Under the proposed policy, buskers would have to pay a $25 fee to the town in exchange for an annual license. First, however, the performer would have to provide a name, contact information, photo identification, a detailed description of the act, what instruments or props the act includes and two 2-by-2 color headshots. The person would also have to undergo a background check.
Currently, street performers playing for money aren’t allowed in Waynesville. By default, they fall under the town’s panhandling ban. Even the mere suggestion of soliciting money by placing a hat, bucket or open instrument case on the sidewalk would deem the busker a panhandler — since there is no explicit language in the town’s ordinances making an exception for street performers.
Several people have inquired about busking in downtown Waynesville during the last year, according to Town Manager Marcy Onieal. The volume of requests prompted the board to consider allowing street performing for money.
The general thought is that buskers add vibrancy to the downtown-shopping district.
“It seems like something that the visitors and merchants appreciate,” said Buffy Phillips, executive director of the Downtown Waynesville Association.
If someone has chops, merchants don’t mind a performer setting up shop outside their store. It’s the buskers that make dogs howl and babies cry that town officials fear.
“I believe that a thriving downtown deserves good music,” said Ian Moore, a fiddler in Sylva who was recently spotted busking before a large crowd in downtown Waynesville during the Friday evening Art After Dark stroll.
“A permit kind of gets under my skin, but if you are not the kind of performer who can make $25 in a good hour on a good day, then you probably don’t need to be a street performer,” Moore added.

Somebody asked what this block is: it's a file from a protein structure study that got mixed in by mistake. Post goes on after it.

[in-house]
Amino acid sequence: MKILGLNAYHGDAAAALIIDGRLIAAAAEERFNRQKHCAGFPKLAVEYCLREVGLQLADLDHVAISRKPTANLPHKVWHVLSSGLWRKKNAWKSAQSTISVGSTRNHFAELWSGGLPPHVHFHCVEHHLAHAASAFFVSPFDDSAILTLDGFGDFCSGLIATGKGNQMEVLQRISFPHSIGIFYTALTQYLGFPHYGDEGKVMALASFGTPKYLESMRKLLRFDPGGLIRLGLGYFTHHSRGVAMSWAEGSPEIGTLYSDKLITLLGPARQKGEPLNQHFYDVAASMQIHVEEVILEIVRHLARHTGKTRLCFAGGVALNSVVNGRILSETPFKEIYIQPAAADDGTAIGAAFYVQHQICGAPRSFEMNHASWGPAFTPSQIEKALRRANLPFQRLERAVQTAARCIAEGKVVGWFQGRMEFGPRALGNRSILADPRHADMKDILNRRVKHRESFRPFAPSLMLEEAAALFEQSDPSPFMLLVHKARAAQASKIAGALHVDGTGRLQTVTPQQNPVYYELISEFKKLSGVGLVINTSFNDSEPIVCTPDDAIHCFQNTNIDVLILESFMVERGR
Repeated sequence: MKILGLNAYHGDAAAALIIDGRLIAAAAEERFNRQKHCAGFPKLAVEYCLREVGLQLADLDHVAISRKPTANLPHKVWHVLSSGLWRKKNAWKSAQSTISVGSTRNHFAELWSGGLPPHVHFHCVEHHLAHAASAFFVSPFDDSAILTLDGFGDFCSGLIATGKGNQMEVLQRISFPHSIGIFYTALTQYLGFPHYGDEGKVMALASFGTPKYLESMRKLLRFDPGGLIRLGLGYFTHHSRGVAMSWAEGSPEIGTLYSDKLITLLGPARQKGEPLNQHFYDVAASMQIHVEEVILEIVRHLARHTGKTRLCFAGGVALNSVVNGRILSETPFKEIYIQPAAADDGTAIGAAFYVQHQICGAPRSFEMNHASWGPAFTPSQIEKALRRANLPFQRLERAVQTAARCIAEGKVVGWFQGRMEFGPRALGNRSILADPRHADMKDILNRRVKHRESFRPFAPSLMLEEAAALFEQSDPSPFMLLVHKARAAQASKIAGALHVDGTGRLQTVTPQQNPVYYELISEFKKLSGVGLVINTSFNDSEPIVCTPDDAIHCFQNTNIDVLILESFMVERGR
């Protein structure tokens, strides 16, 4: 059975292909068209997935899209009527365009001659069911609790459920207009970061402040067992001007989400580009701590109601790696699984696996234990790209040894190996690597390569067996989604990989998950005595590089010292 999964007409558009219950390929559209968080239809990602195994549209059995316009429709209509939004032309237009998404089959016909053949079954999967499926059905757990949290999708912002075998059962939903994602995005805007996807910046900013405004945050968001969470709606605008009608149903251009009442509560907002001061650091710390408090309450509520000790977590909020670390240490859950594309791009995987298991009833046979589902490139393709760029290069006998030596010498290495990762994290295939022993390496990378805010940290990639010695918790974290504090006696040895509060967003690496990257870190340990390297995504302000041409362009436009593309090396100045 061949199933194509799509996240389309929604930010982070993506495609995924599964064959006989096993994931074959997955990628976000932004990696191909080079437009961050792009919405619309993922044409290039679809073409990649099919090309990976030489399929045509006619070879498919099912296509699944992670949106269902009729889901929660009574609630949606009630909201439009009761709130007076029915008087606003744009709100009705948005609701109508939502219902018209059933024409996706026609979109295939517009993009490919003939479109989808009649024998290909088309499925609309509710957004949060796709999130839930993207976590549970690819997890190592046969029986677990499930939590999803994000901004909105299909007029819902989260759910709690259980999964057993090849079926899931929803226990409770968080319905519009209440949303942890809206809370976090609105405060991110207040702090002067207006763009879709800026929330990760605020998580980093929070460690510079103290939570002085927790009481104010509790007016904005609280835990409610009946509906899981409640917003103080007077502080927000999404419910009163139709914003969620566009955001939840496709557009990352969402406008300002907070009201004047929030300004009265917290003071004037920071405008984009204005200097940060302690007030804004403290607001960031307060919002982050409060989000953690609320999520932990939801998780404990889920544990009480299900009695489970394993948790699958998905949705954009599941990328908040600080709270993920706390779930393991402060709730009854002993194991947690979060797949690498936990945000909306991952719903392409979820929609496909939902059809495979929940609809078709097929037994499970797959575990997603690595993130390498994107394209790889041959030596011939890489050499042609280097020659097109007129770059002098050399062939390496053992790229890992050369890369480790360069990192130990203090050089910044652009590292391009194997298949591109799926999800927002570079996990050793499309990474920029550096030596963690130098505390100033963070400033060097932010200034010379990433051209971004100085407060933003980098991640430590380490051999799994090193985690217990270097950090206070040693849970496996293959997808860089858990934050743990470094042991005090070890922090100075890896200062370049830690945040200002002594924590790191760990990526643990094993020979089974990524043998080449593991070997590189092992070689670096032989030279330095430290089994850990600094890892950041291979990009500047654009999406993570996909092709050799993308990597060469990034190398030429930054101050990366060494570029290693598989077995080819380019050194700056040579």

With a permitting process in place, Moore said that the town can be more judicious about who it hands a license. It also allows the police to shoo unlicensed street performers away.
“Now, the cop has something to point to,” said Moore.
Moore said he doesn’t usually play in Waynesville unless it’s a paid gig, but he just might put down the money for a license if the town board approves busking downtown.
“I think I would pay for a permit,” Moore said. “I can certainly make that $25 back without much difficulty.”
Judging by the collection of bills accumulating in his instrument case during the Art After Dark stroll three weeks ago, that’s indeed the case.
However, Moore said the small town just west of the busking capital of Asheville doesn’t have enough traffic to draw him to Waynesville regularly. He would likely stop into downtown Main Street only during the height of tourism season or if he feels everyone in Asheville has heard him play.
The ordinance, if passed, would limit the hours people can play — no earlier than 11 a.m. and no later than 9 p.m. — as well as where they can play. Buskers may not perform within 50 feet of any school, library, hospital, church, funeral home, courthouse or cemetery, or within 100 feet of a town-approved special event such as the annual Apple Festival, according to the proposed language. Performers may not impede the flow of traffic or busk on private property without written permission from the owner.
The regulations are aimed at keeping street performers from cropping up anywhere and everywhere and preventing people with a questionable amount of talent from littering the sidewalk.
“I would rather see them permitted than see them show up at anytime,” Phillips said.
A valid Waynesville street performing license will also give buskers permission to sell DVDs or CDs of them performing.
“That’s great,” said Moore, who sometimes tries to sell used books that he doesn’t want anymore while performing.
Voice your opinion
The Waynesville Board of Aldermen will host a public hearing at 7 p.m. Tuesday, Aug. 27, on a proposed ordinance that would allow street performers to play for tips along downtown Main Street.